Sometimes there are unexpected difficulties that come up. There are times when I feel tired and have to force myself to take that next step. I have been to recruiting fairs that no students show up to, leaving me with two to four hours of thinking about all the other work I have to do and the burden that my family is bearing because I’m traveling. At visits to our placement sites, I have to have unexpectedly difficult conversations with our volunteers or our placement contacts. Those conversations occasionally involve me having to dive really deep into how I am working with those people.

In November, I traveled to Florida for the Catholic Volunteer Network annual conference. It was our first in-person meeting since 2019. During the conference, one of the participants shared the poem “For Those Who Have Far to Travel” by Jan Richardson during an opening prayer. It’s a meditation on the journey of the Magi. It offered me a much different perspective on the journey the wise men took. She opens her poem:

If you could see
the journey whole,
you might never
undertake it,
might never dare
the first step
that propels you
from the place
you have known
toward the place
you know not.

The story of the Epiphany only appears in Matthew’s Gospel. The “wise men from the East” only appear briefly in Matthew’s infancy narrative. The author of Matthew’s Gospel gives them only two more sentences than Joseph, whose silence makes the wise men seem verbose. The unnumbered group undertakes a journey whose destination they do not know.

They appear in Jerusalem to get directions. When they arrive in Bethlehem, they give their gifts to Jesus and offer him homage. They renege on their promise to Herod after having dreams in which angels warn them Herod’s intentions are not good. They end up going home a different way. They are a group of people who appear quietly in Matthew’s Gospel, and after giving their gifts and offering homage to Jesus, they just as quietly disappear.

What was their journey like? What did they pack? What new foods did they taste? Who were the people (besides those in Herod’s court and the Holy Family) they met on their journey?

How did they feel on their journey home? Did they feel the exhilaration of getting a glimpse of God’s love, or did they feel let down that God’s glory was in a child born to a young peasant woman and a carpenter instead of in a palace? Were their lives changed by their journey and those they met at their destination? How did they push through when they were tired, thirsty, or hungry?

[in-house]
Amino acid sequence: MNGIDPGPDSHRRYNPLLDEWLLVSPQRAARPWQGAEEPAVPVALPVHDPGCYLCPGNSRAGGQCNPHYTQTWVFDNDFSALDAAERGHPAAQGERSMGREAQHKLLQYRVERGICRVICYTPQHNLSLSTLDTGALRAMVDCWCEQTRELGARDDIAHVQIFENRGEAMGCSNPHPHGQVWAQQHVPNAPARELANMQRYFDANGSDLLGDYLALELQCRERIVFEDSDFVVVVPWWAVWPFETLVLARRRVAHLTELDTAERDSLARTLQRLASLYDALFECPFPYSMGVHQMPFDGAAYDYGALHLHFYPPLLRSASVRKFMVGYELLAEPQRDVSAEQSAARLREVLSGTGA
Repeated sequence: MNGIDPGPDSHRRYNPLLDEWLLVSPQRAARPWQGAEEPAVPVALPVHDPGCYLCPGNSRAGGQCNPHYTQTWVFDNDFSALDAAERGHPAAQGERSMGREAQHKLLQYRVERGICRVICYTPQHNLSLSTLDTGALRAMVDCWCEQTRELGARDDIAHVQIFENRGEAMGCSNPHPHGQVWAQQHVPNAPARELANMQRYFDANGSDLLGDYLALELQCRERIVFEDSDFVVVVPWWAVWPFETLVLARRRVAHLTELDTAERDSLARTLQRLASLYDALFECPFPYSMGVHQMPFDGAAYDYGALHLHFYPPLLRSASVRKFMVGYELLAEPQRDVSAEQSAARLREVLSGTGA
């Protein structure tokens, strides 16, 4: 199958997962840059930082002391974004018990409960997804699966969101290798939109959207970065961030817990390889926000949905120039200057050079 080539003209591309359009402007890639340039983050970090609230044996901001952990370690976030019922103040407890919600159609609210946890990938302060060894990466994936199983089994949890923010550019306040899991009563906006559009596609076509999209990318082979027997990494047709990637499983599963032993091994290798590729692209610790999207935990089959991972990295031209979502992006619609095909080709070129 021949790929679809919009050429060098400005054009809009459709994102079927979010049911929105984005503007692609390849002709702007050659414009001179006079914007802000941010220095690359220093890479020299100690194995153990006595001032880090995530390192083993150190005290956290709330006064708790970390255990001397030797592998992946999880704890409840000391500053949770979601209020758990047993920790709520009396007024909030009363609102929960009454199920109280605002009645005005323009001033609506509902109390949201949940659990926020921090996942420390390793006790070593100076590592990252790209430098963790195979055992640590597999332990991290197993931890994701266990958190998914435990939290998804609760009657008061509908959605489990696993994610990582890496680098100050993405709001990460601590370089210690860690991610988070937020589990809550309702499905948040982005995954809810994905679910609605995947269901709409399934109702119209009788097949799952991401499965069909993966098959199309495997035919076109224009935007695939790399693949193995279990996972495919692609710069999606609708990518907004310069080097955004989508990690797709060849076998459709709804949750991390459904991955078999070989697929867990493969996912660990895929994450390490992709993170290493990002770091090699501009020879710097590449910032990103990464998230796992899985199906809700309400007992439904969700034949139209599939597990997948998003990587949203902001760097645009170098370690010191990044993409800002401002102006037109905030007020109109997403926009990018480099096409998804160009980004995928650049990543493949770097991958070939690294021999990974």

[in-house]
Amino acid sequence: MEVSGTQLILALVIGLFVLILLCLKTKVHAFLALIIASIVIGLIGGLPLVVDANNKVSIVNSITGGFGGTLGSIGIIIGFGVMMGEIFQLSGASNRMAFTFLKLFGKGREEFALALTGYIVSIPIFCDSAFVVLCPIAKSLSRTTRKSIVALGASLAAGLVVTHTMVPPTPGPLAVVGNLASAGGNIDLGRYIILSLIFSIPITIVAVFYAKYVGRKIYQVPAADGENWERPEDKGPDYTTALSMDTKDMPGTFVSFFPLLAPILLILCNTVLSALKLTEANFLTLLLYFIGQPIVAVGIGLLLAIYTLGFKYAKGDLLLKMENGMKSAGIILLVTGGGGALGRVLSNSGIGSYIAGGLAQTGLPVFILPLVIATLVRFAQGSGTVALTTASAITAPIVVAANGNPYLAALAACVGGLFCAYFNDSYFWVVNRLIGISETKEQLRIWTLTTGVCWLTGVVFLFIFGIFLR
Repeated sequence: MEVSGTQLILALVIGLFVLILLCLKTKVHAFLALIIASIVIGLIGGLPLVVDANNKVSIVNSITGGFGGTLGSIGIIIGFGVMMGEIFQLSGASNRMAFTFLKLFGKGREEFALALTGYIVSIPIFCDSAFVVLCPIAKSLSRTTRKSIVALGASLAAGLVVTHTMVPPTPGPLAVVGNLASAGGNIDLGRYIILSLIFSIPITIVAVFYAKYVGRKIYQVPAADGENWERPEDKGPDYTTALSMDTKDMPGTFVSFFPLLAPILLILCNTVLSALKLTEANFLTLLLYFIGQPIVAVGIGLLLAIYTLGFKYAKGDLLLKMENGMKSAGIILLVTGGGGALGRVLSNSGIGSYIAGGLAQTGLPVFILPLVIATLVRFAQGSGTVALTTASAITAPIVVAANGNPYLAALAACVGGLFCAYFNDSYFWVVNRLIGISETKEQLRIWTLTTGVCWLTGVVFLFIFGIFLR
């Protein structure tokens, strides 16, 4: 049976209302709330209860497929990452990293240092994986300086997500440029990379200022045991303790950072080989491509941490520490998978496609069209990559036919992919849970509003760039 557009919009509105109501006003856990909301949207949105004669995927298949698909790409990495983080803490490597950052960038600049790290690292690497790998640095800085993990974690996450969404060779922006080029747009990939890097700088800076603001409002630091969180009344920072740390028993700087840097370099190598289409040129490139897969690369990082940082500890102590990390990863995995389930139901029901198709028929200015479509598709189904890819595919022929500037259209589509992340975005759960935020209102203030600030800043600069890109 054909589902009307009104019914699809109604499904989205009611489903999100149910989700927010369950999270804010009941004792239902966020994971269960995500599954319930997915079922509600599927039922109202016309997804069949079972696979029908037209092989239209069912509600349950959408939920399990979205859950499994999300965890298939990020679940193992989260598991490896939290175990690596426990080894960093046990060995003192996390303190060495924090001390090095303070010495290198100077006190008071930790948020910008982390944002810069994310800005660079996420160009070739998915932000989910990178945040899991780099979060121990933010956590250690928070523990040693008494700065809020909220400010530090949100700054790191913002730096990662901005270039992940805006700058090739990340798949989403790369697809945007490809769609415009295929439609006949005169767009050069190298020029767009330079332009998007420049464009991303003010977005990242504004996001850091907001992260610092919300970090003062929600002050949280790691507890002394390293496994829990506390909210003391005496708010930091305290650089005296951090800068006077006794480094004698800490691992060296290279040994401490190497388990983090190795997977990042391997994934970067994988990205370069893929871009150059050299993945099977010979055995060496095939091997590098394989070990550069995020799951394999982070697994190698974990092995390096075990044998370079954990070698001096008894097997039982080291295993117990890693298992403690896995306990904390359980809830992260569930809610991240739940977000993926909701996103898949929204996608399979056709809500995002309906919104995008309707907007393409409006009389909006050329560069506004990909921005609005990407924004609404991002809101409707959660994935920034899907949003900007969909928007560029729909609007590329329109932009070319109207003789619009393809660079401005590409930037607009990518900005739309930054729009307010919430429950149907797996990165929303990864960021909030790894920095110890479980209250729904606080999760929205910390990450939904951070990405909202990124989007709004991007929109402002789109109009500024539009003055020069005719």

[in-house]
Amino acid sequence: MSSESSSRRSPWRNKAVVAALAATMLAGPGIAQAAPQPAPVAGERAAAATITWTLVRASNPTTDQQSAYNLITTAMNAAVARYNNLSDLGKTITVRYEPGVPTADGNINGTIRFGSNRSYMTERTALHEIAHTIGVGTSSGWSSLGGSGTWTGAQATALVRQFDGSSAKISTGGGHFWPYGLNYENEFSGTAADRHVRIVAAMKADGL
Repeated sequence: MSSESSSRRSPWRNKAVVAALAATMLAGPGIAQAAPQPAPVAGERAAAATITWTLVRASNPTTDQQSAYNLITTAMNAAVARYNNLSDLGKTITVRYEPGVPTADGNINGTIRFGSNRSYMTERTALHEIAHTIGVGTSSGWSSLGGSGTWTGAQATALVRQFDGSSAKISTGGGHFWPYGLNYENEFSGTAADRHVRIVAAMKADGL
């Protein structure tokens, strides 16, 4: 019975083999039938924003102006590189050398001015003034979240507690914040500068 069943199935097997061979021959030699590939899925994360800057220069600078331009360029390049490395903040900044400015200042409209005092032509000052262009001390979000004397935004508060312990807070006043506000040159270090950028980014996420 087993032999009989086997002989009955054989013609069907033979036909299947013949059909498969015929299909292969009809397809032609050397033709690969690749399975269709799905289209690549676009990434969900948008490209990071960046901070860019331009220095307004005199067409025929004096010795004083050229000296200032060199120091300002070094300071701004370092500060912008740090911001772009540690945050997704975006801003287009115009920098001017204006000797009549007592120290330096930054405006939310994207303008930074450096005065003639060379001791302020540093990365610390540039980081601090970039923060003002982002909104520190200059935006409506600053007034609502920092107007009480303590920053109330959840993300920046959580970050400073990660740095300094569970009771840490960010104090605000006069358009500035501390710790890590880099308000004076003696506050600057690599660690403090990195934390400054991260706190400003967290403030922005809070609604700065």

We are all on journeys, maybe not as profound as the wise men, but journeys nonetheless. Our community is on a journey of discernment and discovery of how we are to witness Christ’s reconciliation in the world. Ultimately, this is a journey of love, inspired by the love of a God who gave us his Son to bring peace, mercy, justice, and truth. The road is hard, but like the wise men, we need to continue on even if we do not know the steps ahead of us. We probably do not even know the place we are going to! Throughout it all, we need to trust the slow work of God and be open to God’s love being revealed to us in unusual ways.

Tim Deveney is the director of Precious Blood Volunteers. Go to to learn more about Precious Blood Volunteers. 

This article originally appeared in the January 2023 edition of “The New Wine Press.”

Excerpt from “For Those Who Have Far to Travel” © Jan Richardson from Circle of Grace: A Book of Blessings for the Seasons. Used by permission.

Celebrating International Women’s Day 2021

We join in celebrating International Women’s Day by sharing reflections from current Precious Blood Volunteers and alumnae. Enjoy!

Precious Blood Volunteers alumna, Lina Guerrero, with Sister Donna at Precious Blood Ministry of Reconciliation in Chicago

Allison Spraul, a current Precious Blood Volunteer, sharing her reasons for serving

To learn more about serving as a Precious Blood Volunteer go to our website

Tapping the Wine Cellar-August 6, 2020

Please join Fr. Keith, Vicky, Tim, and guest former Precious Blood Volunteer Lina Guerrero for this recording of August 6th’s Tapping the Wine Cellar! We hope you can take some time to explore the coming Sunday’s readings using this video as a jumping-off...